Should Medical Debt Be Treated Differently Than Other Debt?

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“Like it or not, there are still de facto debtors’ prisons for collection of all kinds of debts, including medical debt, in the United States today.”

-Peter Holland

By Casey Wood Santora

On December 12, 2019 Peter Holland spoke with Dr. Travis Stork from the nationally syndicated talk show, “The Doctors.” The topic: medical debt and how some Americans may be sent to jail for $200 or $300 of debt. But, both Peter and Dr. Stork think medical debt can’t be treated the same as other consumer debt.

Peter points out that often you don’t have a choice for the cost of service in an emergency situation when you may be unconscious and not able to make health care decisions for yourself. Dr. Stork agrees and underscores this with an example of a car loan versus medical debt.  For instance, when you sign a car loan you know what you are going to pay for a $15,000 car. However, that is not true when you suddenly owe $50,000 to $100,000 in medical bills because of a catastrophic event. Here is the segment:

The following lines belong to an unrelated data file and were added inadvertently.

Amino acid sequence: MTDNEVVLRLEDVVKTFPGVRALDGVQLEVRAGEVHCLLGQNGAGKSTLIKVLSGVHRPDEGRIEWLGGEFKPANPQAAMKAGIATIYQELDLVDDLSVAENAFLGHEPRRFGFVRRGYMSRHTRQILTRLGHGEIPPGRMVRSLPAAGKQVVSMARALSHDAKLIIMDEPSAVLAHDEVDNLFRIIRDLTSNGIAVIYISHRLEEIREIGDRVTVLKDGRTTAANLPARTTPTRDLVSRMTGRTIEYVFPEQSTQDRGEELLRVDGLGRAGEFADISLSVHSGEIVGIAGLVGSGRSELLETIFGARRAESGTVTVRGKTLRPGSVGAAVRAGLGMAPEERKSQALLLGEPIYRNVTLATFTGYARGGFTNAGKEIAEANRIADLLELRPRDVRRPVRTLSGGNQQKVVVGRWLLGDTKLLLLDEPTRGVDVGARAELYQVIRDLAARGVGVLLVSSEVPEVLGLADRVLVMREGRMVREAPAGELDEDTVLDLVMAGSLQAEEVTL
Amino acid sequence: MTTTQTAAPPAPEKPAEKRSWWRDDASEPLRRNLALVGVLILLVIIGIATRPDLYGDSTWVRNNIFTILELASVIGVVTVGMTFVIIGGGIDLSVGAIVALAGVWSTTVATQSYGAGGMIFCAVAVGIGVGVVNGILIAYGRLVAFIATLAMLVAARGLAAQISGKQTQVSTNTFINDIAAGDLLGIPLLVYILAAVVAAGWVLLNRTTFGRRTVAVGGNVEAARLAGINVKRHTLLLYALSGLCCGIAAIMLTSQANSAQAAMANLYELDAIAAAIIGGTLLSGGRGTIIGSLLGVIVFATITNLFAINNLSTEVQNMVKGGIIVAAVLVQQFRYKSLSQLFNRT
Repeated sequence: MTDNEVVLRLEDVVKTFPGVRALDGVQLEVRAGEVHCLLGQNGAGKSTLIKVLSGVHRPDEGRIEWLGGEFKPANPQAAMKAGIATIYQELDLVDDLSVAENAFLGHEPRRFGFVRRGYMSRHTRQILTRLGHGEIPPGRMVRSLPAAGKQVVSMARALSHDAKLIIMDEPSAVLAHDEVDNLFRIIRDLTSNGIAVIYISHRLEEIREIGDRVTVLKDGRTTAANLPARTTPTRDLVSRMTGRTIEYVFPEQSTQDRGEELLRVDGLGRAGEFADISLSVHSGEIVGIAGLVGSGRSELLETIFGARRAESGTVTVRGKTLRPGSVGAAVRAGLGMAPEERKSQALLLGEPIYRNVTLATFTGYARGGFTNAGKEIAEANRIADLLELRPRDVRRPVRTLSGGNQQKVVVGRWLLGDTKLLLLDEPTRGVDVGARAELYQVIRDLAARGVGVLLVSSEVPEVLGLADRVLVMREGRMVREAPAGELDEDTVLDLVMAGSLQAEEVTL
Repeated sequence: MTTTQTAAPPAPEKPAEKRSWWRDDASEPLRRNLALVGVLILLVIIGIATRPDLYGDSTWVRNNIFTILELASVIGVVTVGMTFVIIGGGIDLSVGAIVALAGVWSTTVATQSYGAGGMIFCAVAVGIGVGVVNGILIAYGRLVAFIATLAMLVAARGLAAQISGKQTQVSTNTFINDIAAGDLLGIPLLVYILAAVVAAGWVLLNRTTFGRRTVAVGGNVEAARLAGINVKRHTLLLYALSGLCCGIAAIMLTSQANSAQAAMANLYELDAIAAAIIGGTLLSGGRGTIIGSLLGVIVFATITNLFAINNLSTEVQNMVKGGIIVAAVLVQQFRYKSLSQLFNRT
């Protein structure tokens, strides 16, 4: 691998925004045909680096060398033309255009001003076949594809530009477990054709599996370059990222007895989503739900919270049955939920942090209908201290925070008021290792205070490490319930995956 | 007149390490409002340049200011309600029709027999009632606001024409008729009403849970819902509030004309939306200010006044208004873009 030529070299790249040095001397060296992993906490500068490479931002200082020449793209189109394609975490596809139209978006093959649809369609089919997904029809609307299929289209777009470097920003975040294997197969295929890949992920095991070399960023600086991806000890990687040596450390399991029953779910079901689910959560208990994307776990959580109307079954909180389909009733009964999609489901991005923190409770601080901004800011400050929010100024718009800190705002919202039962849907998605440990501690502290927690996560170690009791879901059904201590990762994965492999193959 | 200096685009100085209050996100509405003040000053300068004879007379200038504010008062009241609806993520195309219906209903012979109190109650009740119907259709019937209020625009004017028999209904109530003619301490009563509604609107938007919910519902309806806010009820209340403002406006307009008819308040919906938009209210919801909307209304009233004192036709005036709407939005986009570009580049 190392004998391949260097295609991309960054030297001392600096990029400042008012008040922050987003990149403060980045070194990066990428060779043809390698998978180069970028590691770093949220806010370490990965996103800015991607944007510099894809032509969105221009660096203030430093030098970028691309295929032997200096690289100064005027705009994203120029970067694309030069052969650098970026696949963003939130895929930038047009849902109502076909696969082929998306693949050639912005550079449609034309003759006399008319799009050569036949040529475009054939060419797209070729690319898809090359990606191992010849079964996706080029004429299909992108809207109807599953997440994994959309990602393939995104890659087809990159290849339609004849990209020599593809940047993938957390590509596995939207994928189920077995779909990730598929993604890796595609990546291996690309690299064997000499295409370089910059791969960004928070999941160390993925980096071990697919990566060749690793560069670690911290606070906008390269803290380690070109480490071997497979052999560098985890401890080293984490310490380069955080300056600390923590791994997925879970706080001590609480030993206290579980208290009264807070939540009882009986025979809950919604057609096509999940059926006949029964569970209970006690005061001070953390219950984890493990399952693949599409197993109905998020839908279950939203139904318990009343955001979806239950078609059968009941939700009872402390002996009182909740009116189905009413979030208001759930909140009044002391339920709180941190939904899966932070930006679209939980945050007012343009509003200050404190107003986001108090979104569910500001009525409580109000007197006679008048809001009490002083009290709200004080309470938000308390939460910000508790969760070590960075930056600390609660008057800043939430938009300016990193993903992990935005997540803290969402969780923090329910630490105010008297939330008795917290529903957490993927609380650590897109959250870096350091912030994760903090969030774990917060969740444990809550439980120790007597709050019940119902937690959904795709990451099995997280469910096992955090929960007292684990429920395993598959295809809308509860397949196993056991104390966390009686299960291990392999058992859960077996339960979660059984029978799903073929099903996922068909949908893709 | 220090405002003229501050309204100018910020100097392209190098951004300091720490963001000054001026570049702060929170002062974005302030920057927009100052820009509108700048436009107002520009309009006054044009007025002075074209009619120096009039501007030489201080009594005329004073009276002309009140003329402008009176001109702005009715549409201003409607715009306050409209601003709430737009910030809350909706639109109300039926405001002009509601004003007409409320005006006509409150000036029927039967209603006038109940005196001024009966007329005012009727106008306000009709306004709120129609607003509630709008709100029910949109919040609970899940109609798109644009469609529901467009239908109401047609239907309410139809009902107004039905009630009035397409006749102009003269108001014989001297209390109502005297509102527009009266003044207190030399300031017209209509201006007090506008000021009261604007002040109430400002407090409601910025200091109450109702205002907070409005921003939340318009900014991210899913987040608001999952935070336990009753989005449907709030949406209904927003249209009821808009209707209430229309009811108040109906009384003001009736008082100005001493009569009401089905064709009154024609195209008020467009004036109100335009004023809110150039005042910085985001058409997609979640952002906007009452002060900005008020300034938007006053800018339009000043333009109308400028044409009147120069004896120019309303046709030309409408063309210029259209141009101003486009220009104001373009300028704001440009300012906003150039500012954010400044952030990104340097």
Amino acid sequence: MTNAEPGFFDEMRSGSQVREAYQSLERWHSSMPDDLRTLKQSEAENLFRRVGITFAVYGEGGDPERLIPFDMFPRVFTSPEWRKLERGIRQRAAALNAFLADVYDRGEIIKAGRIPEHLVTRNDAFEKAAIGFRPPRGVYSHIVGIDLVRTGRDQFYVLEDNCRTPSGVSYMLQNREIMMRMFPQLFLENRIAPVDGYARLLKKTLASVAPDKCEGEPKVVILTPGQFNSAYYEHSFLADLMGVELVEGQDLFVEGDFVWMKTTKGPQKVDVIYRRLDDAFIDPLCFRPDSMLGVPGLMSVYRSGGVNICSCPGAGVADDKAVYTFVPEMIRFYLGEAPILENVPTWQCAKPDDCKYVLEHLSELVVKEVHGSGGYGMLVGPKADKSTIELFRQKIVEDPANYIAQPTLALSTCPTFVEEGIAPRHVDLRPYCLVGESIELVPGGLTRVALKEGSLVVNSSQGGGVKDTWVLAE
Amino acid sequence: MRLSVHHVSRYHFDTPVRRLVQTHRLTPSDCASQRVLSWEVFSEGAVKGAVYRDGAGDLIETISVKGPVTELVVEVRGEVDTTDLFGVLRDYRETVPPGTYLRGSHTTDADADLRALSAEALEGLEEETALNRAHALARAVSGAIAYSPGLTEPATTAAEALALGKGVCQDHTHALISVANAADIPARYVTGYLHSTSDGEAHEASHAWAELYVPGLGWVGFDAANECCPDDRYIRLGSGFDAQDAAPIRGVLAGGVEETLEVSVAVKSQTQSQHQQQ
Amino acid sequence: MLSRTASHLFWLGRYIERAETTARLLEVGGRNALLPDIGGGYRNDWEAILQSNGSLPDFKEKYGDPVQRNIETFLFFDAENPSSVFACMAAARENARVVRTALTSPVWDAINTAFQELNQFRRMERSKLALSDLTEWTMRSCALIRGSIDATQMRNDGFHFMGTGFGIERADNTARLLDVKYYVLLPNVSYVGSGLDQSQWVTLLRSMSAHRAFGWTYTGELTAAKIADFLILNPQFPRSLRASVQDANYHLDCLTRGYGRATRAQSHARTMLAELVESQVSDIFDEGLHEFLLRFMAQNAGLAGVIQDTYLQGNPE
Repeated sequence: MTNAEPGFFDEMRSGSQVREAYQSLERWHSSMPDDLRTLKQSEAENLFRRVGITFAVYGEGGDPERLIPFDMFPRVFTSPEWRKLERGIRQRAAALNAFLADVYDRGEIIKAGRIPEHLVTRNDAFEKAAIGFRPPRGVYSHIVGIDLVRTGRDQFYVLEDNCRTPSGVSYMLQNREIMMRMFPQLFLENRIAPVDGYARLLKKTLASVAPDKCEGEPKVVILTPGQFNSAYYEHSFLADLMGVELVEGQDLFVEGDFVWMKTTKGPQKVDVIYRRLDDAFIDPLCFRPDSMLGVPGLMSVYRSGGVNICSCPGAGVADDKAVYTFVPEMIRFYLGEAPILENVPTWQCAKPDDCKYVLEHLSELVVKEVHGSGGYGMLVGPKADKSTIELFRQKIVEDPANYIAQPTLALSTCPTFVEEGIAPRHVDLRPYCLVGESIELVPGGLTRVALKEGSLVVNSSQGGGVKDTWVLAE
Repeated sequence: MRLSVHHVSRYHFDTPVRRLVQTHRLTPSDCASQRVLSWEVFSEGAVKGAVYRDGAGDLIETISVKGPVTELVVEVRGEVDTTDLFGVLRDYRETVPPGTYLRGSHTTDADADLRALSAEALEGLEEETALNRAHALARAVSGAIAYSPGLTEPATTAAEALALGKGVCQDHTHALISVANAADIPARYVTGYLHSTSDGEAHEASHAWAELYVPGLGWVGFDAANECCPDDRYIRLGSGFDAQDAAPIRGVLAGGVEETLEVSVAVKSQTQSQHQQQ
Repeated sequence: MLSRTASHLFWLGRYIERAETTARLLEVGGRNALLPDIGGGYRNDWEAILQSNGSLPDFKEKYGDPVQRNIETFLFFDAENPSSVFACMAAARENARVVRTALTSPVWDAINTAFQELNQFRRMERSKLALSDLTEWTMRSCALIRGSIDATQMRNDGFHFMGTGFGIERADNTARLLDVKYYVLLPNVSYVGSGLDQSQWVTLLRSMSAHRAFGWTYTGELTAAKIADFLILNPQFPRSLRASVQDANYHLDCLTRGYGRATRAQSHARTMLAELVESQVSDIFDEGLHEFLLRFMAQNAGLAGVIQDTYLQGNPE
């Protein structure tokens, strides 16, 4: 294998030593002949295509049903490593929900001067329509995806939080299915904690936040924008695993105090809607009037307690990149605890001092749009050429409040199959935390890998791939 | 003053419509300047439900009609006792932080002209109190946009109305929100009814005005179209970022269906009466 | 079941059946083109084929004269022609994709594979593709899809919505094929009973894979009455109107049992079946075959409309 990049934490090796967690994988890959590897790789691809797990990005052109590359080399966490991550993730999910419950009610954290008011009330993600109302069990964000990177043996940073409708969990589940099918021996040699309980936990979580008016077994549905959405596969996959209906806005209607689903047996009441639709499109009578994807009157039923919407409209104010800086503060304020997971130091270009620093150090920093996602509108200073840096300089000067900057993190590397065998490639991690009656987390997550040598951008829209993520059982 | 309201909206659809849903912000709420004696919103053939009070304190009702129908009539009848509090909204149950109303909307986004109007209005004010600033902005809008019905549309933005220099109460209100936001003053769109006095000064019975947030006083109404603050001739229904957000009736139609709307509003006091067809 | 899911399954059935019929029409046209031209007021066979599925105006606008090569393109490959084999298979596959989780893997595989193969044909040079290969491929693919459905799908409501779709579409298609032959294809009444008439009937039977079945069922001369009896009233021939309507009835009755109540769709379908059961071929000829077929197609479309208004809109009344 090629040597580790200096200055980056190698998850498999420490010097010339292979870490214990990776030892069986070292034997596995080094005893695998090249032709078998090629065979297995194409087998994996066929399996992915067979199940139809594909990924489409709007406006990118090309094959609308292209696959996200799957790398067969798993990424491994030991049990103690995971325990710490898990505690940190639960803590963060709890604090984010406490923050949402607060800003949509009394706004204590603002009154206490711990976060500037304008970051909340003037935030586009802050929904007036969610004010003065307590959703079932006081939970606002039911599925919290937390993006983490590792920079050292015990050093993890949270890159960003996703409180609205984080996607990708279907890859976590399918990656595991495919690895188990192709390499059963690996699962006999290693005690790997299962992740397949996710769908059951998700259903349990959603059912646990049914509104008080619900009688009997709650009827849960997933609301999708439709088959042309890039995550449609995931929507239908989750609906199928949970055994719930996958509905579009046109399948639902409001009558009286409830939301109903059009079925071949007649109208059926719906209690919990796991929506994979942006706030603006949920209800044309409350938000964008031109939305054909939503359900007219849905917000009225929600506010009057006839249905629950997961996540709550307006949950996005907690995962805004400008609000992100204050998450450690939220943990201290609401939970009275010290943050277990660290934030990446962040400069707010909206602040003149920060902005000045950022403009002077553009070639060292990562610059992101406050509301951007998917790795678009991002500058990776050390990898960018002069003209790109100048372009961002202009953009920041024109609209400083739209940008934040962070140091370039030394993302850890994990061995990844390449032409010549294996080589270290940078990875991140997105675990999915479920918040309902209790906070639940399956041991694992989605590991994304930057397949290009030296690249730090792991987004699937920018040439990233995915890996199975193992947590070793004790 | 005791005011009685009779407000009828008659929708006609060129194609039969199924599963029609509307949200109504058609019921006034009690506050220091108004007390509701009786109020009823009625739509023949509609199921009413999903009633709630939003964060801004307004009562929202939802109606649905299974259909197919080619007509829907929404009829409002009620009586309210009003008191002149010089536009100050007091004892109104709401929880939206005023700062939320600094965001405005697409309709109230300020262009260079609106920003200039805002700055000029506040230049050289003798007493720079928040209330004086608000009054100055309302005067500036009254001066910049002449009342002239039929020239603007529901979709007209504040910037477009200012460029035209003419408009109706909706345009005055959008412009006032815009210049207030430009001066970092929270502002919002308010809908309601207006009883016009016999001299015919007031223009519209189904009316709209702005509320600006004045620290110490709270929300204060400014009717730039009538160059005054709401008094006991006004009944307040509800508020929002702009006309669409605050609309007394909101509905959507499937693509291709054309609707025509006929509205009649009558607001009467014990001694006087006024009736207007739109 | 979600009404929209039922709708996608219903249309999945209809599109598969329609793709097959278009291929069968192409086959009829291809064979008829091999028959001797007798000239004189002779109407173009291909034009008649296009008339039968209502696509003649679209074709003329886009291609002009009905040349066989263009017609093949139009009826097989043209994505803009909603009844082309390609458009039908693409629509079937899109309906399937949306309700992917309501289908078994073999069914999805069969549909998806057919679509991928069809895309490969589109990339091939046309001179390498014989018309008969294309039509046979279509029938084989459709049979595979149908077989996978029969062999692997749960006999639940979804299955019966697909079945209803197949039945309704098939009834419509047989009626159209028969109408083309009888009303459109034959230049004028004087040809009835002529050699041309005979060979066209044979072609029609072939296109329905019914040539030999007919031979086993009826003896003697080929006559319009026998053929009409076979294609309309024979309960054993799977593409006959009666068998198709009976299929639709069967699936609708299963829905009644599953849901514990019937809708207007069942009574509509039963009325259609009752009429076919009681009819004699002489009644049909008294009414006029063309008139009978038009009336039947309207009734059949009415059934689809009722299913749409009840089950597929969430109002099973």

Melissa, a single mom of three children, describes her experience of spending three days in jail over a five year old ambulance bill that she says she was not notified that she owed. Peter goes on to speak about “Sewer Service” meaning the process server hired to serve the papers may not have delivered the papers notifying a person to appear in court. In some cases, victims of sewer service can end up with a warrant for a body attachment. Peter says, “Essentially, debt collectors are using the court system as an arm of the collections industry and that is wrong.” Here is the segment below:

The Holland Law Firm

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